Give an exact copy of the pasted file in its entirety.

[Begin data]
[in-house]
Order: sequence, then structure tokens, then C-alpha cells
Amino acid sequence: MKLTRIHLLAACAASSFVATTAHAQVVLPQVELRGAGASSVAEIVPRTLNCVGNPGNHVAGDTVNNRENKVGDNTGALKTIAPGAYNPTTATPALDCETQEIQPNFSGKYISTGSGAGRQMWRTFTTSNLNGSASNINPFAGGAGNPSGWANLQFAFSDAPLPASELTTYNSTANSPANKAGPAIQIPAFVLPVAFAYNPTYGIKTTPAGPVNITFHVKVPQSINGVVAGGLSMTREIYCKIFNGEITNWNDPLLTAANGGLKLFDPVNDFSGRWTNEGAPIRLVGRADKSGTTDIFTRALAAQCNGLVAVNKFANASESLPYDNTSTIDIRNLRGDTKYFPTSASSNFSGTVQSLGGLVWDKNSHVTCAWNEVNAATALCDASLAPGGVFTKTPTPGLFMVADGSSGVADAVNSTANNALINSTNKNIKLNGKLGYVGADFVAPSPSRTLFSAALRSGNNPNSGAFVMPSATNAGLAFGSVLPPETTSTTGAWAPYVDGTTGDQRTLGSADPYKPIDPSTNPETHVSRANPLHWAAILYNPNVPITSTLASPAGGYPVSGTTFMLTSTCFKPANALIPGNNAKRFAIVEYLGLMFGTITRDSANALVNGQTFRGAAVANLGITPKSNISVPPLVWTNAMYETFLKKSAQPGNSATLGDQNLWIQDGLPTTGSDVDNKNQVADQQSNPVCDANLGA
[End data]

[in-house]
Order: sequence, then structure tokens, then C-alpha cells
Amino acid sequence: MKLTRIHLLAACAASSFVATTAHAQVVLPQVELRGAGASSVAEIVPRTLNCVGNPGNHVAGDTVNNRENKVGDNTGALKTIAPGAYNPTTATPALDCETQEIQPNFSGKYISTGSGAGRQMWRTFTTSNLNGSASNINPFAGGAGNPSGWANLQFAFSDAPLPASELTTYNSTANSPANKAGPAIQIPAFVLPVAFAYNPTYGIKTTPAGPVNITFHVKVPQSINGVVAGGLSMTREIYCKIFNGEITNWNDPLLTAANGGLKLFDPVNDFSGRWTNEGAPIRLVGRADKSGTTDIFTRALAAQCNGLVAVNKFANASESLPYDNTSTIDIRNLRGDTKYFPTSASSNFSGTVQSLGGLVWDKNSHVTCAWNEVNAATALCDASLAPGGVFTKTPTPGLFMVADGSSGVADAVNSTANNALINSTNKNIKLNGKLGYVGADFVAPSPSRTLFSAALRSGNNPNSGAFVMPSATNAGLAFGSVLPPETTSTTGAWAPYVDGTTGDQRTLGSADPYKPIDPSTNPETHVSRANPLHWAAILYNPNVPITSTLASPAGGYPVSGTTFMLTSTCFKPANALIPGNNAKRFAIVEYLGLMFGTITRDSANALVNGQTFRGAAVANLGITPKSNISVPPLVWTNAMYETFLKKSAQPGNSATLGDQNLWIQDGLPTTGSDVDNKNQVADQQSNPVCDANLGA